By Roberta Rampton and Jeff Mason WASHINGTON (Reuters) – President Barack Obama stepped back from the brink on Saturday and delayed an imminent military strike against Syria to seek approval from the U.S. Congress in a gamble that will test his ability to project American strength abroad and deploy his own power at home. Before Obama put on the brakes, the path had been cleared for a U.S. assault. Navy ships were in place and awaiting orders to launch missiles, and U.N. inspectors had left Syria after gathering evidence of a chemical weapons attack that U.S. officials say killed 1,429 people. …
“… France’s muscular new approach was first on display in Libya, when then-French President Nicolas Sarkozy led the push to establish a no-fly zone over Libya and later ordered French forces to fire the first shots of the military intervention there….
Mali was an even stronger example…. The Obama administration condemned the Islamist push but made clear it had no appetite for a military intervention to stop it.
Enter France. In early January, French airstrikes stopped the Islamist advance….
With Britain sitting out any coming U.S. intervention into Syria, France is so far the sole ally signaling a clear willingness to commit military assets of its own so the U.S. doesn’t fight alone. France maintains bases in the United Arab Emirates and Djibouti that could theoretically be used as staging grounds for airstrikes into Syria. With Turkish permission, its planes could also potentially fly from the Incirlik air base in southern Turkey…. without the imprimatur of the North Atlantic Treaty Organizations or the United Nations. It would prefer to work with a broad alliance of fellow nations, but Shurkin says France is fully prepared to fight alone or solely alongside the United States….”
“…In the case of Syria, the minimum follow-on steps should be to announce a strategy of working with our allies to increase humanitarian support to the Syrians, and military advisory and arms support to the moderate factions in the Syrian opposition and forces. It should be able to say the U.S. will consider collective action in terms of some no fly zone or use of airpower to both protect and empower the rebels if they can show they really have moderate leadership, can control the flow of arms and support, and will give full rights and protection to their Sunni opponents, Alawites, Kurds, and other minorities if they win. It should make it equally clear the U.S. will leave them to lose if they don’t, and the U.S. should be openly ruthless in making these terms clear. …”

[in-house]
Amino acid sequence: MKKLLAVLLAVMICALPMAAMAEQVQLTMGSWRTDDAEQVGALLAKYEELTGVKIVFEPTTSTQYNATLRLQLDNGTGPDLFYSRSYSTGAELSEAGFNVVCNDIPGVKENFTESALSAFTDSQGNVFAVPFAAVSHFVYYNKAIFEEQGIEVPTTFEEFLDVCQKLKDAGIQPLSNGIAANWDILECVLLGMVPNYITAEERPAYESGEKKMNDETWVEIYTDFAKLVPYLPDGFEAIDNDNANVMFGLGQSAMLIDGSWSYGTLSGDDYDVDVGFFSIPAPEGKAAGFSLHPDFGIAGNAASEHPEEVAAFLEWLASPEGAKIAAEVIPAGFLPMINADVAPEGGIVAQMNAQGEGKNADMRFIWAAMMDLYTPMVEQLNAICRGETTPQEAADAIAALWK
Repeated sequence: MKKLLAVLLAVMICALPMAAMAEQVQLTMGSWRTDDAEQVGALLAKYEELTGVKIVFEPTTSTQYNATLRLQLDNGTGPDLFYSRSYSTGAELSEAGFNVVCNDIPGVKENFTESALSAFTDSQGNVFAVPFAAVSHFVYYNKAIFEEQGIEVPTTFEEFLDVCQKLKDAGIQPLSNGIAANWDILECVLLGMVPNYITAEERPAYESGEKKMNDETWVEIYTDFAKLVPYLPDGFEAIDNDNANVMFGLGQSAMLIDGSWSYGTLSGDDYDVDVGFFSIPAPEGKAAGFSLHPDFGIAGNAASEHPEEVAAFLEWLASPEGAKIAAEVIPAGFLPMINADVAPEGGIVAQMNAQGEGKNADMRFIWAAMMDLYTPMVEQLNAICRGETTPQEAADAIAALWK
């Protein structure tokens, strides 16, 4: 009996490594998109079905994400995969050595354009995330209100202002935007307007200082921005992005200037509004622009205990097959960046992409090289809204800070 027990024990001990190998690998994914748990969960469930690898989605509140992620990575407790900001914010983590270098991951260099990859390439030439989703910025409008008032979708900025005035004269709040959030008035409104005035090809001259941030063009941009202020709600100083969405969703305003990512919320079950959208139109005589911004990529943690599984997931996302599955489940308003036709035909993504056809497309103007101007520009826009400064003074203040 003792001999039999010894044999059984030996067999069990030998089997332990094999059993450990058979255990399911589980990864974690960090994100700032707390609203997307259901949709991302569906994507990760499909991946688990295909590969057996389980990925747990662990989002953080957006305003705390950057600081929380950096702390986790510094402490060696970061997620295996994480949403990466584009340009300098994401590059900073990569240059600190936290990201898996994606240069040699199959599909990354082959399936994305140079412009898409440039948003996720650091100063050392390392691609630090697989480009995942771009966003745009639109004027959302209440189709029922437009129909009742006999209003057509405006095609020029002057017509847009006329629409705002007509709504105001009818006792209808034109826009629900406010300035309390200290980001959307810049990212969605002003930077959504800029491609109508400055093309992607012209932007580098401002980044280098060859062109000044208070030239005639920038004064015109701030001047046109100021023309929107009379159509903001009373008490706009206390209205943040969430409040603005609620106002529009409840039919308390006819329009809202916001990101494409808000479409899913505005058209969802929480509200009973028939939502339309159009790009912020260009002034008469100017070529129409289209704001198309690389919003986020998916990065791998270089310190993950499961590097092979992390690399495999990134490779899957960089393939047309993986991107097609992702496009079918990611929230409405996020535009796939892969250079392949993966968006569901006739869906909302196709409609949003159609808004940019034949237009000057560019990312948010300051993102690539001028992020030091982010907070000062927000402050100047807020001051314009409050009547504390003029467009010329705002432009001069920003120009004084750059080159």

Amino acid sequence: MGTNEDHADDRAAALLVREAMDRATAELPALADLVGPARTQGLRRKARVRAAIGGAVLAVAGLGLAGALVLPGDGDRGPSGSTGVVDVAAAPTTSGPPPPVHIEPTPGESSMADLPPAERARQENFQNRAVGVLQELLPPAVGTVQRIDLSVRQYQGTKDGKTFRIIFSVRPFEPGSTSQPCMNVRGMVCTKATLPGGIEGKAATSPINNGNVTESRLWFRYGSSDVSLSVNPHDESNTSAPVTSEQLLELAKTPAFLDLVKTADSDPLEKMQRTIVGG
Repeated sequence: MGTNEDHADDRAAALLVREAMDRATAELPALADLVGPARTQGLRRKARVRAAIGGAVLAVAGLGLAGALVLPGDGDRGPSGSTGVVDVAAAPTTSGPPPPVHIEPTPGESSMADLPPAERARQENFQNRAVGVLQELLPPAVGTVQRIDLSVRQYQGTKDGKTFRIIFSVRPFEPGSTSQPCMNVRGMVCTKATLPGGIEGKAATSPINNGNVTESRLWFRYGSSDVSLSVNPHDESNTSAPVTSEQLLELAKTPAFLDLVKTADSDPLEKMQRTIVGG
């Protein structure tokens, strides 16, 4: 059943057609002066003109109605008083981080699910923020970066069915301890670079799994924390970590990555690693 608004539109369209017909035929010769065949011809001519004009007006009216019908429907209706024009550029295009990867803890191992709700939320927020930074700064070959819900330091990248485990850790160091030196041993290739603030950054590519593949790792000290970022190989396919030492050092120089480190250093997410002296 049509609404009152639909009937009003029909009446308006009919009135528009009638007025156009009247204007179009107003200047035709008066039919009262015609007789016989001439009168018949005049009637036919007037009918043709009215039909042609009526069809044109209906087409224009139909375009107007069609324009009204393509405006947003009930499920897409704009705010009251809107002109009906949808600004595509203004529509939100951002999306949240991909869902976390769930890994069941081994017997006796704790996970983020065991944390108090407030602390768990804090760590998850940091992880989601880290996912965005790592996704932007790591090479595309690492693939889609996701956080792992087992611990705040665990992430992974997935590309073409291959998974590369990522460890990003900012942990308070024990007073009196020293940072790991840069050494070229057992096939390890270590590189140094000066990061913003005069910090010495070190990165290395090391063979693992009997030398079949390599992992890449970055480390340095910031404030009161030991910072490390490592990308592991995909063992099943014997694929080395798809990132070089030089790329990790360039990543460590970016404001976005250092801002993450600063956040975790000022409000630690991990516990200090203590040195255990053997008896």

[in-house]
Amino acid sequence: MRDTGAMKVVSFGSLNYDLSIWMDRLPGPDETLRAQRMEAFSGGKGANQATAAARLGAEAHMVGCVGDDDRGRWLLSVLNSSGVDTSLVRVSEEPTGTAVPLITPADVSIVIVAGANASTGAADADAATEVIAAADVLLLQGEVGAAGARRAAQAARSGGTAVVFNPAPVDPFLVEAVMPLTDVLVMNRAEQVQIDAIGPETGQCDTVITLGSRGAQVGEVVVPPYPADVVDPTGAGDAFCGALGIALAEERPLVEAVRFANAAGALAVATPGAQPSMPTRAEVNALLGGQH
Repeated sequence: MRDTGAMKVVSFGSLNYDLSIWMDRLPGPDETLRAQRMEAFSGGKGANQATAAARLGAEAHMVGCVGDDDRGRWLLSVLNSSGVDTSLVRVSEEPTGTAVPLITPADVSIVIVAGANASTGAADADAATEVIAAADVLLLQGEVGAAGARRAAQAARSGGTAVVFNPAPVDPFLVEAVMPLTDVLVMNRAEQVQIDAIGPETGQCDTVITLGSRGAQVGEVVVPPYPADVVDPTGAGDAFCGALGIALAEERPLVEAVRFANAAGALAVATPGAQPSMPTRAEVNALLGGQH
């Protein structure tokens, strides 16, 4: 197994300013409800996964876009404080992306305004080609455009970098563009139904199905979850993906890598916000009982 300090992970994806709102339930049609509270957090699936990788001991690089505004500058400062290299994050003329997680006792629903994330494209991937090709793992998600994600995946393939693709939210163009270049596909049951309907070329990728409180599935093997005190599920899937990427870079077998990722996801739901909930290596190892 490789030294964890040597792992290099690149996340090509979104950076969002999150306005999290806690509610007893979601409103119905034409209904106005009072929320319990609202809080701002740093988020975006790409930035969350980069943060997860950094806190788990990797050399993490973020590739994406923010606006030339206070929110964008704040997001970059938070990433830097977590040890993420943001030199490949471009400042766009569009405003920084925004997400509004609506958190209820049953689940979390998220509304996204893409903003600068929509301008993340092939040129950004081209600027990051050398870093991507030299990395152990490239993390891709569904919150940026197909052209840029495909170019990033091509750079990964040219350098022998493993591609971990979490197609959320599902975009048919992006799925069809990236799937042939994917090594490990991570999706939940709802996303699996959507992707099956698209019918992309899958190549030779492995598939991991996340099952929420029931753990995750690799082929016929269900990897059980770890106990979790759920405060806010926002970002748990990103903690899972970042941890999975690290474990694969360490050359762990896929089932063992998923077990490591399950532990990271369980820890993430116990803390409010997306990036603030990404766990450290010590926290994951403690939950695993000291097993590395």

“…Les barrages et les portraits du président Bachar el-Assad se font plus nombreux, notamment quand on arrive dans la proche périphérie de Mezzeh. Sur la gauche s’étend l’aéroport militaire du même nom qui pourrait être l’une des principales cibles des frappes américaines, et juste derrière le quartier rebelle de Darraya que le régime n’arrive pas à soumettre complètement, après des mois et des mois d’attaques.Au barrage, un militaire arbore un écusson d’Hassan Nasrallah, le chef du Hezbollah, le parti chiite libanais qui aide l’armée régulière contre les insurgés. Les coffres une fois de plus sont fouillés, mais sans signe d’énervement. Sur la grande avenue Mezzeh qui conduit au cœur de Damas, la circulation est normale en ce dernier jour du week-end en Syrie. Dans les taxis, la radio diffuse des chansons à la gloire de l’armée syrienne, que l’on voit en exercice sur les chaînes de télévision officielles. Tout semble normal, mais pour combien de temps encore? .”
Yemeni Prime Minister Mohammed Salem Basindwa is unharmed after his motorcade is attacked by gunmen, officials say.
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WASHINGTON (AP) — Delaying what had loomed as an imminent strike, President Barack Obama abruptly announced Saturday he will seek congressional approval before launching any military action meant to punish Syria for its alleged use of chemical weapons in an attack that killed hundreds.
A quite beautiful song by the ????? (“heard/audible”) campaign, which calls of Egyptians to make clear their opposition to both the Brotherhood and the return of the security state (or as they put it, to both “religious fascism and the Egyptian state’s route to civil war”) by banging on pots and pans every evening. The refrain is “Freedom is coming.” Unfortunately, at least in my neighborhood, all I’ve heard every evening so far is a resounding silence.